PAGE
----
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Thursday, 11 September 1958


Mr McCOLM (Bowman) .- I wish to refer to statements that appeared in the Toowoomba " Chronicle " on Saturday, 6th September, and in some form in a number of other newspapers throughout the country. Those statements make particular reference to a decision by the Federal Council of the Ex-prisoners of War Association to appeal again to the Minister for Repatriation (Senator Cooper) seeking a medical review of all prisoners of war. To my mind, the article that appeared in the Toowoomba " Chronicle " gave a definitely misleading impression. From the article it would appear that the Ex-P.O.W. Association was making a personal attack on the Minister for Repatriation for his failure to see that a report made to the Repatriation Commission in 1952 was published. At the outset, I should like to make it quite clear that the large membership of the E.x-P.O.W. Association - I have the honour to be the patron of the Queensland section - has the very highest personal regard for the Minister for Repatriation. I make that statement without qualification of any kind.

However, there has been some criticism of refusal to comply with continued requests for a further medical review of ex-prisoners of war. I have for some time made representations on behalf of the association, seeking this review. The association believes that such a review is necessary. We come in fairly close contact with numbers of men who were prisoners of war, and we know that many of them are sufferin? from defects that could well have been caused by their prisoner-of-war experiences. They will not of their own volition claim repatriation benefits. If they could ask for a medical check-up, knowing that they would be given any treatment that might be necessary, and nothing more, a number of them would be only too willing to do so, but they are not prepared to make the request when they know full well that if a physical defect is discovered and attributed to their war service, a pension will be paid. I think it is a splendid thing that in this day and age some people adopt that attitude.

There have been previous medical reviews of prisoners of war. By December, 1951, the Repatriation Commission had completed, to use its own words, " a survey of the greater proportion of the former members who had endured captivity I draw attention to the words " the greater proportion ". There has never been a complete medical survey of all ex-prisoners of war since the examination they had on their discharge from the services. Dealing with the survey made up to December, 1951, of a total of 14,305 men known to have been recovered from the Japanese, 10,223 were examined and the survey in respect of them completed. In 324 cases, the survey had been partially completed, and in 2,118 cases men had not availed themselves of the advantages of the survey. That is quite a significant figure in its way. 1 wonder what real effort was made to induce those men to be examined. lt was not possible to locate 1,640 men. The reason given was that some probably had left the country and others probably had died before the survey commenced. If any of those 1,640 men died before the survey in 1951, they did not die of old age. Their deaths would be accidental or attributable to their war service. If the department has no record of them, obviously their dependants are not receiving repatriation benefits. I think that inquiries should be made to find out the cause of death in some of those cases.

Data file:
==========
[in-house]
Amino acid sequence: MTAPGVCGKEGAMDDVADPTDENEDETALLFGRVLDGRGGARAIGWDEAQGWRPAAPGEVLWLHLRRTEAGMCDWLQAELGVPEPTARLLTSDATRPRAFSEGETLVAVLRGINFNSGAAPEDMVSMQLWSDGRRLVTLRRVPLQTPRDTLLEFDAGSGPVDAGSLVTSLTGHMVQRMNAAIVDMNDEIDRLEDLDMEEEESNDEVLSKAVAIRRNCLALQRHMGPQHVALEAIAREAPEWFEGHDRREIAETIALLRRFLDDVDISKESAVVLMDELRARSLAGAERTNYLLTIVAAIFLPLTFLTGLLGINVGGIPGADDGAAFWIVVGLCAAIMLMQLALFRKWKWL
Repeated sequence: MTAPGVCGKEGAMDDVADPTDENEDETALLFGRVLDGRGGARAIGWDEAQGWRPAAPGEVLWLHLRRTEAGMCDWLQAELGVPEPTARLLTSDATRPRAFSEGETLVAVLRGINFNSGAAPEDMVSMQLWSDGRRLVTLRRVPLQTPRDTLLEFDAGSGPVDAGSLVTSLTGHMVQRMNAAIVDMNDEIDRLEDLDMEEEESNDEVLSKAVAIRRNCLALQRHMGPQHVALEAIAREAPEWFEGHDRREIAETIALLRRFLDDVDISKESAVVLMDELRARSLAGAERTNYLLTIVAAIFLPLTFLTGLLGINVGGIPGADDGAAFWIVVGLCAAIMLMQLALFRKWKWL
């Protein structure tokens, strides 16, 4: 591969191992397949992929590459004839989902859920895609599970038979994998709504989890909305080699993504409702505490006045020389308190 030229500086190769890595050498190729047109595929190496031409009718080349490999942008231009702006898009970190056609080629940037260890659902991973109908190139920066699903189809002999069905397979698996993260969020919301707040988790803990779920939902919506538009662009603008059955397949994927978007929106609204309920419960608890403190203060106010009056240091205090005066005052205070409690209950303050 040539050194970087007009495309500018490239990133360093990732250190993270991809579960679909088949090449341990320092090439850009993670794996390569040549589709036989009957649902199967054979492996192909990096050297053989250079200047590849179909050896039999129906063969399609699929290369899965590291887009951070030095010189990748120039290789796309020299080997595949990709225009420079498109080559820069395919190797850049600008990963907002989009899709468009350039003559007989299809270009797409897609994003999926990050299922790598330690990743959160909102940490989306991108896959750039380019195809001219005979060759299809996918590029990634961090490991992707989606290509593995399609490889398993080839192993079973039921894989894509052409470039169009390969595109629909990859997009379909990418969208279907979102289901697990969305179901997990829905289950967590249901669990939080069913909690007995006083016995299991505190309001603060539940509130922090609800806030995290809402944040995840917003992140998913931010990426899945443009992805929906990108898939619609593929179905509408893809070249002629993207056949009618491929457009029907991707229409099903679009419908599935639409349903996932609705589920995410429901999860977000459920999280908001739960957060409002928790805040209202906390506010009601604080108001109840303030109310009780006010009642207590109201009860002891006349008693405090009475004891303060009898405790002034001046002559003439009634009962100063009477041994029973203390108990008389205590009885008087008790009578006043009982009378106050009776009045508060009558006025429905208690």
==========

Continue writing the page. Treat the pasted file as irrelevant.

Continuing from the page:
There is not the slightest doubt that a larger percentage of the ever-decreasing number of ex-prisoners of war is suffering from severe ailments, lt was noticeable that in the period of from ten to twelve years after the war there was an outbreak of spinal troubles, arising from the beatings that the men had been given while they were prisoners of the Japanese. It took from ten to twelve years, and in some cases slightly longer, for the condition to become evident. I know of a case in which an application for a pension was rejected by the board and subsequently by the commission, but which I hope is being reviewed by the commission at the present time. If was the case of a man who had suffered from malaria in three different forms, who had had cardiac beri-beri and who Ki'! suffered from severe malnutrition. The written evidence of doctors who attended him was that on a number of occasions they thought he would not live for more than a few hours. Not many months ago, he developed a heart condition. He had one medical examination by a man who was not a heart specialist, but just a general prac titioner. That examination lasted for only a quarter of an hour, and later his application was rejected. He was not examined by a heart specialist. Subsequently he obtained documentary evidence from three medical men very well known in both the medical and ex-prisoner of war world. Each of those men stated categorically that in his opinion the man's condition was due to his war service, particularly to the time he spent as a Japanese ex-prisoner of war. Yet, in the face of that evidence, the commission rejected his application and suggested that he should take his case to a tribunal. A case such as that causes doubts to rise in one's mind at times as to whether section 47 of the act is being properly applied.